Tampere Tram starts to operate officially in August 2021, but trial traffic with passengers began already in May 2021. The project’s rolling stock supplier Škoda Transtech Ltd’s plant in Kajaani, Finland manufactures 20 trams for the Tampere light rail system, as well as is responsible for their maintenance and upkeep. The project began behind schedule, but it will finish on schedule. Moreover, Tampere has been delivered with trams full of new technology and comfort for both tram drivers and passengers.
Mr Ville Marjamaa, who is responsible for the design part of the project at Transtech, states that the deliverable does not actually differ from the company’s core rolling stock business. For example, the delivery batch size is 20 trams. Typically, the batch size in similar projects varies from 15 to 40. Moreover, the contract includes maintenance of the vehicles for 10 years, or optionally for the vehicles’ entire life cycle.
Although the batch size is typical to Transtech, the final product is a completely new addition to the company’s product portfolio. Transtech had already begun designing a five-module, bidirectional tram for the Helsinki Jokeri Light Rail project when the Tampere Tram project began. However, the two trams had to meet different requirements, making the final products different from one another.
“For all intents and purposes, we can consider the Tampere tram to be a completely new product. It is ten metres longer and 25 centimetres wider than usual, which caused challenges to the strength and mechanical design of the body.”
“Moreover, the track gauge is almost 50 centimetres wider than usual, which required the design of a completely new bogie. The bogie is the key part of a tram around which the motion characteristics of the tram are built. The trams also had to be bidirectional with entrances on both sides of the car, which raised the difficulty level for their design even more”, highlights Marjamaa.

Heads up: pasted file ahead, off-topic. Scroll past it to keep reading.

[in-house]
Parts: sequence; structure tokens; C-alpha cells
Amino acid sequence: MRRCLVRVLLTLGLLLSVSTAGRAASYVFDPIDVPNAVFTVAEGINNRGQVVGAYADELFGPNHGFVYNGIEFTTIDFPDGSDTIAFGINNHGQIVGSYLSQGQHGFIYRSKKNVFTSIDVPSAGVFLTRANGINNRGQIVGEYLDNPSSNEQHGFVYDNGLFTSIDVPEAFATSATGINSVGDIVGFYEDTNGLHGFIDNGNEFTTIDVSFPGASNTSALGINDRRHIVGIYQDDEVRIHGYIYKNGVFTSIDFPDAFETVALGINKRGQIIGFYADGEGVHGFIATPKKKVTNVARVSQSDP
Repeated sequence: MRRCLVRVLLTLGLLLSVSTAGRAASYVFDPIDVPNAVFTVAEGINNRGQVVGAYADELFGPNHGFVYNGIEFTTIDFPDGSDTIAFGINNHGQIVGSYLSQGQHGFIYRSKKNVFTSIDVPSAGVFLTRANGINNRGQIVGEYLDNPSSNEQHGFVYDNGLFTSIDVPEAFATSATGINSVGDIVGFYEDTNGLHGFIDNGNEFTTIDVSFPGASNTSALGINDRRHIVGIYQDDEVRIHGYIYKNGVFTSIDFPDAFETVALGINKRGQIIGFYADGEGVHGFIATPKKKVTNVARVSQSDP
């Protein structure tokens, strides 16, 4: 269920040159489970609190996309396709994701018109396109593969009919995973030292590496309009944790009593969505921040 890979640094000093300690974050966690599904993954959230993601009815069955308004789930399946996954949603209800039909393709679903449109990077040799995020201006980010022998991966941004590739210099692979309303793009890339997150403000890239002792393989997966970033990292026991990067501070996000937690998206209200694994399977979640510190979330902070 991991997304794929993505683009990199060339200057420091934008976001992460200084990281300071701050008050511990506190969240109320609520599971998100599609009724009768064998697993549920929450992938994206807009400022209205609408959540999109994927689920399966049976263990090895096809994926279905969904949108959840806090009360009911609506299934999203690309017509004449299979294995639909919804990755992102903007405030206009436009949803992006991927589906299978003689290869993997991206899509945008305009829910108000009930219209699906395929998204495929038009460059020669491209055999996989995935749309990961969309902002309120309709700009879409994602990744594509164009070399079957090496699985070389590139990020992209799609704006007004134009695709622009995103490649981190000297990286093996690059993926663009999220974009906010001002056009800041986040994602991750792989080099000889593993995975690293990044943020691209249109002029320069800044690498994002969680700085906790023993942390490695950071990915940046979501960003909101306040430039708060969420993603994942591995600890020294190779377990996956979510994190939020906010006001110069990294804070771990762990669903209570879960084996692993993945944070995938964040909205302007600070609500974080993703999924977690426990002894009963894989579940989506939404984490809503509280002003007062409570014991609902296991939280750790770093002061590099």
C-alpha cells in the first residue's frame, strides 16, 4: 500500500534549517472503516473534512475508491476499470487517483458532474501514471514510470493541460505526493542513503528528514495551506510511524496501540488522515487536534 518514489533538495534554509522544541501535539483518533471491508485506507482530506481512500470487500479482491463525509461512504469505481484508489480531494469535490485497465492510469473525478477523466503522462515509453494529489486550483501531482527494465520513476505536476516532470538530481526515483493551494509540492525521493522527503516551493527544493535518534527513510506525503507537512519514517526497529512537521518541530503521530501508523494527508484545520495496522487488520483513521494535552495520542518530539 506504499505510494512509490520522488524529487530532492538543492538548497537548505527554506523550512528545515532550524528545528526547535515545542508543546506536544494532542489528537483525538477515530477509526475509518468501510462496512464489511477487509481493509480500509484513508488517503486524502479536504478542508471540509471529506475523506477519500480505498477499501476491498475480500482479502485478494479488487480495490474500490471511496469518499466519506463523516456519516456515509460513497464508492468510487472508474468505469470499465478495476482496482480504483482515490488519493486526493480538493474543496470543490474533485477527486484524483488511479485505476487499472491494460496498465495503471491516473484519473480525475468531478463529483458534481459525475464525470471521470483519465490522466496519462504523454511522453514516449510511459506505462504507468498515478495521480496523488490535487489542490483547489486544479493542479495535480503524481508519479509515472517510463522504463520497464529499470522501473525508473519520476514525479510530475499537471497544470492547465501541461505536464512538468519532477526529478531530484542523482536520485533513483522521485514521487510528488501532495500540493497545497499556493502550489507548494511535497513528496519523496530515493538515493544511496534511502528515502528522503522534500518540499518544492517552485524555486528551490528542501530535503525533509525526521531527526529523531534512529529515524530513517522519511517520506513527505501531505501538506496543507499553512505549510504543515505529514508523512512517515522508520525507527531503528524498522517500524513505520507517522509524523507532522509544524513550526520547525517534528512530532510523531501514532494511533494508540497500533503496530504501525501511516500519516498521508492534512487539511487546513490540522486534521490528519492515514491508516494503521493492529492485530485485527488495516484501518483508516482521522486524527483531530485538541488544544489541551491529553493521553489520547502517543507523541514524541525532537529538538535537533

The Tampere project was a first of its kind also to the parent company, which had not yet designed a bidirectional tram, which can be controlled from driver cabins at both ends of the tram, and which has entrances on both sides of the car.
According to Mr Marjamaa, the three of the most difficult parts of a rolling stock project are space, weight and schedule. This is because the passenger compartments must be as spacious as possible, but the total size of the tram should be as small as possible. Typically, when the passenger compartments are spacious and comfortable to use, there is little space left for technology and electromechanical equipment behind the interior panels and under the floor.
“As the technical requirements became more precise as the project moved further, we had to figure out how to include all combinations and details, while making everything work properly. Moreover, everything had to be duplicated because each function has to be controllable from both driver cabins. As a result, each function has been built so that it can be controlled from the chosen driver cabin. However, there was no existing solution available that could have been used as a starting point.”
The Tampere Tram conceals inside a dozen systems requiring separate specifications, such as air conditioning, main and support operating systems as well as door, sanding, wheel flange lubrication and passenger information systems, which include screens and cameras, audio systems and the driver’s displays. In addition, the tram cars conceal inside 10,000 coupling points and over 20 kilometres of cable.